The case arose because the plaintiff in the main proceedings, Laserdisken, sells DVDs in Denmark. Laserdisken sold all kinds of DVDs, including original American editions and a wide range of films which were not otherwise available in Europe. But then Article 4 (2) of the Directive provided that the distribution right shall not be exhausted within the Community in respect of the original or copies of the work, except where the first sale or other transfer of ownership in the Community of that object is made by the rightholder or with his consent. In fact, Article 4 (2) had a major impact on Laserdisken's trade in non-EU DVDs. As a result, Laserdisken sued the Danish Ministry responsible for implementing the Directive and claimed, among other things, that the Directive breached the right of freedom of expression because citizens were deprived of their right to receive information in breach of Article 10 of the European Convention on Human Rights.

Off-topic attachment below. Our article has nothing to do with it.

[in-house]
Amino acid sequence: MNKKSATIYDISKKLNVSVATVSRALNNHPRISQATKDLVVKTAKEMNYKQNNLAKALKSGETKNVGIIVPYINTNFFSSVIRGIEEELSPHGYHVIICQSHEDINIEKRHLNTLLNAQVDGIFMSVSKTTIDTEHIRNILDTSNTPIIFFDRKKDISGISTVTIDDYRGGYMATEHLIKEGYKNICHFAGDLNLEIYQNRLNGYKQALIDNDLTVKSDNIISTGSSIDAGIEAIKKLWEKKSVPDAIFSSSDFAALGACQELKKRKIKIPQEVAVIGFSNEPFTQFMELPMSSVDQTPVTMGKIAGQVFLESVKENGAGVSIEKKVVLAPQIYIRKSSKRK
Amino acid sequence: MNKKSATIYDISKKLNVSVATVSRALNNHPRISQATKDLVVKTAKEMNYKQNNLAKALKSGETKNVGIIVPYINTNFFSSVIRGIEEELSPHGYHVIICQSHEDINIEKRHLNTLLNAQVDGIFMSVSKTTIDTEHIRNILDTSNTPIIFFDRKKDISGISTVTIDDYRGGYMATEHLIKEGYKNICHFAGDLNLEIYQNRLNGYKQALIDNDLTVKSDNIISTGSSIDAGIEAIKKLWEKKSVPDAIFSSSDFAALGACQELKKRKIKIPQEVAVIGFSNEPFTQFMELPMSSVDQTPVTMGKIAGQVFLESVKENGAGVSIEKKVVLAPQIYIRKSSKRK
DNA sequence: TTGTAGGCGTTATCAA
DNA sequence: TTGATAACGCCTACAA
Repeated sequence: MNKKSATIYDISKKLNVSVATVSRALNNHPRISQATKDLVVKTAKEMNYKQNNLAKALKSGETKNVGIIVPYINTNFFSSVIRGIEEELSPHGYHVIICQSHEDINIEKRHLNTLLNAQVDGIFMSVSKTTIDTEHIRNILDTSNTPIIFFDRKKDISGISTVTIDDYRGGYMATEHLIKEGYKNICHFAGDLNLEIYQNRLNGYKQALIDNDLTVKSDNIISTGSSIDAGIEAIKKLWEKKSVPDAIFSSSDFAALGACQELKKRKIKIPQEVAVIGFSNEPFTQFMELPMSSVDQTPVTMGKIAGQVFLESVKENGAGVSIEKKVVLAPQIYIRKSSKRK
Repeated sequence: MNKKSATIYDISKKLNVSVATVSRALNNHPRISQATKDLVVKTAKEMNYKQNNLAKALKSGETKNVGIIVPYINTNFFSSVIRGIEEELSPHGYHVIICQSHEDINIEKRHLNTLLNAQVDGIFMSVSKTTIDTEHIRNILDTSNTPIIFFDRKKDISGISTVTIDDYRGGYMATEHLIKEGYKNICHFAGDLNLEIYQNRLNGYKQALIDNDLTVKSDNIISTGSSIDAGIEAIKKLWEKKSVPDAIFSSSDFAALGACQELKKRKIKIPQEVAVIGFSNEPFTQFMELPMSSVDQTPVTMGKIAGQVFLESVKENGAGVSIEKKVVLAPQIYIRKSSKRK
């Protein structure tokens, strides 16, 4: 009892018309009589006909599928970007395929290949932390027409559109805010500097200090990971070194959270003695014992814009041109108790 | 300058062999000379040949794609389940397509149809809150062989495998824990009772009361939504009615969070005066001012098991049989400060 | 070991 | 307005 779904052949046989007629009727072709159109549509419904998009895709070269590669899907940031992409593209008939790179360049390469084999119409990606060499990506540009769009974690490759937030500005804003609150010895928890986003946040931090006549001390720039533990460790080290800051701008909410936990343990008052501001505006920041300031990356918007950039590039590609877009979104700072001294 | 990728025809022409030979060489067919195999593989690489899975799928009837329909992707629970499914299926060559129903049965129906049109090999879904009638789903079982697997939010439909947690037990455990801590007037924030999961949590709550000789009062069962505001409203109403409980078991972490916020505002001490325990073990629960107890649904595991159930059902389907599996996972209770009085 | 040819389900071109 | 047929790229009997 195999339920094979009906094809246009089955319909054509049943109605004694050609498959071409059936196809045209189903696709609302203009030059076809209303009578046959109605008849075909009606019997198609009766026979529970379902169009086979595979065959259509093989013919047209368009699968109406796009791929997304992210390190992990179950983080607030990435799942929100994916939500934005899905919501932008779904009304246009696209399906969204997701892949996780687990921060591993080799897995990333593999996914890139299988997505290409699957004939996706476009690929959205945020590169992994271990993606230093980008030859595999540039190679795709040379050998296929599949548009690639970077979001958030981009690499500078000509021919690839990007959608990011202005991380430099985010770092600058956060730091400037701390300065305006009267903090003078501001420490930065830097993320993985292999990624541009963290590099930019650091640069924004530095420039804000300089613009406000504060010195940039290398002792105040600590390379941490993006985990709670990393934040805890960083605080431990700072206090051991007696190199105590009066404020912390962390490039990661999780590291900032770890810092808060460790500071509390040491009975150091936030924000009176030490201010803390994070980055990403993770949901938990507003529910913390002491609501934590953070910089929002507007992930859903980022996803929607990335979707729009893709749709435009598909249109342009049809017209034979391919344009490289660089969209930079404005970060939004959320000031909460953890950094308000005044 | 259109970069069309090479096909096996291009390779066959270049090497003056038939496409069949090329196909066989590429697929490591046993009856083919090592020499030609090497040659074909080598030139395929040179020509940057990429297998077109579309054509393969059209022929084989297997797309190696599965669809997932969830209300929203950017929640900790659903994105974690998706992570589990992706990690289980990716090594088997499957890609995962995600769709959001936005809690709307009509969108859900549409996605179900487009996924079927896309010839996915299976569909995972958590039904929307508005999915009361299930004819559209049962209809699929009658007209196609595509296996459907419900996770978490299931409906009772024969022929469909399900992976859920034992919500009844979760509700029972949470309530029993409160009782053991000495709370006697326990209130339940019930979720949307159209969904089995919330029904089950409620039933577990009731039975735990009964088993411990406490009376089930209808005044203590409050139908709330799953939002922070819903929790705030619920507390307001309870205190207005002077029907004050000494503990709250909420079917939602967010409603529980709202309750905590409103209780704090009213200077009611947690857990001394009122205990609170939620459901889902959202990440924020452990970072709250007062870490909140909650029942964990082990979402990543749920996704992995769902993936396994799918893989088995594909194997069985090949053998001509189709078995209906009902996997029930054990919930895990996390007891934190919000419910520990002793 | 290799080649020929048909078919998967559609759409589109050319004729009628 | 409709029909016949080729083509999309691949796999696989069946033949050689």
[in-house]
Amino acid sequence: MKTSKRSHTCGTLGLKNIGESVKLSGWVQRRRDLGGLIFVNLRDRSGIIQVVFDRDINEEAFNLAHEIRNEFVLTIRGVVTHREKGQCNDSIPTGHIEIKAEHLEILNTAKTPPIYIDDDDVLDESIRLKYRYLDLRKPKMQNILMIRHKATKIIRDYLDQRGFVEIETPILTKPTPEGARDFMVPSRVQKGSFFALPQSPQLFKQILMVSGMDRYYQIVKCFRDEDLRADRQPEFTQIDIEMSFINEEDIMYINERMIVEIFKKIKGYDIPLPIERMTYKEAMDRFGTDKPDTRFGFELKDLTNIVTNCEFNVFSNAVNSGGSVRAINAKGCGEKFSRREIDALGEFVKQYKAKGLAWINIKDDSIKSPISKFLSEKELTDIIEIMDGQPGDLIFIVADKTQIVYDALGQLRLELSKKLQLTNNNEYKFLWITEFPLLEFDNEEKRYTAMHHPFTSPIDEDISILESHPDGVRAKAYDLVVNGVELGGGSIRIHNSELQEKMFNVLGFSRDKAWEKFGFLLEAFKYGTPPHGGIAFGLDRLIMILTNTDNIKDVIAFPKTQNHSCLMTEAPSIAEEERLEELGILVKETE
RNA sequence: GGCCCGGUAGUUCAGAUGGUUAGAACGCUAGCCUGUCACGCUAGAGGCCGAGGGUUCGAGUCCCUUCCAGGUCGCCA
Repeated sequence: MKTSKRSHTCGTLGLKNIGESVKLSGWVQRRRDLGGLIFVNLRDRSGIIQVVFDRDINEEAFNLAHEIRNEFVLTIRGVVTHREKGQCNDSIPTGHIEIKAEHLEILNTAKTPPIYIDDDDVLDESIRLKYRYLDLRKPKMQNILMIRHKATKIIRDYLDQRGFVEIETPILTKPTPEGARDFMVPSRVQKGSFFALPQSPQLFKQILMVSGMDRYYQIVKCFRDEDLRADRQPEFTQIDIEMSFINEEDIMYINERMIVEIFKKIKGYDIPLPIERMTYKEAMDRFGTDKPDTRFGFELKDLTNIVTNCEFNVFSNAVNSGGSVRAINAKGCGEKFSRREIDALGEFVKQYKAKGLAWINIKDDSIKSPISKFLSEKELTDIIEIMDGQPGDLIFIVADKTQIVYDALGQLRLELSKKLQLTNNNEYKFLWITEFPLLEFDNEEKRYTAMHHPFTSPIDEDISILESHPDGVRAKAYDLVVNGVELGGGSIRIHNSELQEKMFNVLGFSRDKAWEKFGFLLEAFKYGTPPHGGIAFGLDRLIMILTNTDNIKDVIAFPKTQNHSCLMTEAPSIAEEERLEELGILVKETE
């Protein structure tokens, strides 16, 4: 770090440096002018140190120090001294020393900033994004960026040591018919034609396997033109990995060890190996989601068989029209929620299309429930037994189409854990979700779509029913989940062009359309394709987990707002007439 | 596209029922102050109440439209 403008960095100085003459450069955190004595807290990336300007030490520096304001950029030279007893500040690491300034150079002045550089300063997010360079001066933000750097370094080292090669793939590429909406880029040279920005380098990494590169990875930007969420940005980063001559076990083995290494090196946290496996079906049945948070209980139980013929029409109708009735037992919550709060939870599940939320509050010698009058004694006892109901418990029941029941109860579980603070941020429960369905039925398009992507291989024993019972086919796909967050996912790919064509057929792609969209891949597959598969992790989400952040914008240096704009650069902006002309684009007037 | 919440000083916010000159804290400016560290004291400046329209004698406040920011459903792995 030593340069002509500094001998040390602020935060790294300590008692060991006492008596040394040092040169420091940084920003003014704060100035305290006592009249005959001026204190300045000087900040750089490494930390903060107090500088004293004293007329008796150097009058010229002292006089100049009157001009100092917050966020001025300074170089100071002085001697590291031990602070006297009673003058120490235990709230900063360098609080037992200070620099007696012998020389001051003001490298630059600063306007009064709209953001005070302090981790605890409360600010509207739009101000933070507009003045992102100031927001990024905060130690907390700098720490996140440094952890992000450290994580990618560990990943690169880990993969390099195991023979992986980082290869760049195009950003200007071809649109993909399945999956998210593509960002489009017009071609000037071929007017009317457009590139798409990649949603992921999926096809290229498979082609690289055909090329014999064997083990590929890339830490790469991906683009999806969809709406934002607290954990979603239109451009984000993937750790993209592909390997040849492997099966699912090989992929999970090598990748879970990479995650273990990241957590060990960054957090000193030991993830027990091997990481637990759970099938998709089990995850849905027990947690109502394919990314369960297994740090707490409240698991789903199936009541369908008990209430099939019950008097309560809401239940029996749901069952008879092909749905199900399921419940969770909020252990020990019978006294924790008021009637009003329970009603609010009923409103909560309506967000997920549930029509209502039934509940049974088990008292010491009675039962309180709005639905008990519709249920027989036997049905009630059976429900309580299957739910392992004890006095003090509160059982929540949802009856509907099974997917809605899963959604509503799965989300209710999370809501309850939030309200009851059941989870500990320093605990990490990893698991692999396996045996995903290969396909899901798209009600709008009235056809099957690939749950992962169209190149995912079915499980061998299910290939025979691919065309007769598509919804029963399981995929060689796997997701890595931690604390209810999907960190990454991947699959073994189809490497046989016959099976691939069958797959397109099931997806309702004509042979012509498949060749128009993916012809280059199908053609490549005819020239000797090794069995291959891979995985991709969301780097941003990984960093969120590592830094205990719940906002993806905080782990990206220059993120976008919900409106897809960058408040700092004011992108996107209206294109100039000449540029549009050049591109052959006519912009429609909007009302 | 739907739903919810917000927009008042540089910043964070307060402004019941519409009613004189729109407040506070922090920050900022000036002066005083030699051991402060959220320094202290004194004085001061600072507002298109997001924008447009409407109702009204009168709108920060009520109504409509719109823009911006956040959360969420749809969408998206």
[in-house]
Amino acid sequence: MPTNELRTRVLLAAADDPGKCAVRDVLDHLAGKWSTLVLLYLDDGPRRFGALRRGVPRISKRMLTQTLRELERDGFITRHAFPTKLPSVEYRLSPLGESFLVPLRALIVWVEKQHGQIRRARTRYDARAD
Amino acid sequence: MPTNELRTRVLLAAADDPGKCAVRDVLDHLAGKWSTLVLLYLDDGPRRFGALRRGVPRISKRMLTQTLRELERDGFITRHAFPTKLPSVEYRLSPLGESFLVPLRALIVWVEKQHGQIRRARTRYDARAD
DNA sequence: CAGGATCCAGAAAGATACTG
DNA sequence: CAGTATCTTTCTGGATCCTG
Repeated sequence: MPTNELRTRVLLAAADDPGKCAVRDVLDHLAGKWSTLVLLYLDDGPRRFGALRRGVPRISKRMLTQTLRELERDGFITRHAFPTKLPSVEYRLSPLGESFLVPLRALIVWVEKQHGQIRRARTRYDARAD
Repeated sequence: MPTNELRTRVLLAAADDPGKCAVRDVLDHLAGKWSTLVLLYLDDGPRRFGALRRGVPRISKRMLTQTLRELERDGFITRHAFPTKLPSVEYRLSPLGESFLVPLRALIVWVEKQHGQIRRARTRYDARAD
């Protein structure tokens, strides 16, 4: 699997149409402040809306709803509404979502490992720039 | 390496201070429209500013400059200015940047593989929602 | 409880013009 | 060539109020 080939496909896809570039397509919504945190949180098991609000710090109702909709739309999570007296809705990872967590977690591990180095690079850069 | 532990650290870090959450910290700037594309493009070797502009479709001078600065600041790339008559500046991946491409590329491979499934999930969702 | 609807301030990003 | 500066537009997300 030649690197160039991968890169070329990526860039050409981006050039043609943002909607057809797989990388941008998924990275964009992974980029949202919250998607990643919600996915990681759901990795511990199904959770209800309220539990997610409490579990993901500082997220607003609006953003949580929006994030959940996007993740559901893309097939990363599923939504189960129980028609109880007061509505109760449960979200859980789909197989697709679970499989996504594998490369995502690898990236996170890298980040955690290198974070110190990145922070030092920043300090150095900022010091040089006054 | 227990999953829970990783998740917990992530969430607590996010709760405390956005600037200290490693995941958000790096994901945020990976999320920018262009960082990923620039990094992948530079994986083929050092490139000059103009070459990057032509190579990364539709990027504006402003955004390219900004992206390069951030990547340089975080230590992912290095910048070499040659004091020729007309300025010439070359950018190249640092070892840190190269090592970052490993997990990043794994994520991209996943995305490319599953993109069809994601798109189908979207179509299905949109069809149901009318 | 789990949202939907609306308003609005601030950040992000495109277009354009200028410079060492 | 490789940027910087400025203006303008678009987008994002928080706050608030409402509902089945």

The Court rejected Laserdisken's claims and upheld the validity of Directive 2001/29 because it helped to protect copyright.
The Court held that freedom of expression is a fundamental right the observance of which is ensured by the EC courts (see Case C-260/89 ERT, paragraph 44). But, if the exhaustion rule laid down in Article 4(2) of the Directive does restrict that freedom to some extent, the Court pointed out that Article 10(2) of the ECHR allows the freedoms guaranteed by Article 10(1) ECHR to be limited for certain reasons in the public interest, including the protection of intellectual property rights like copyright.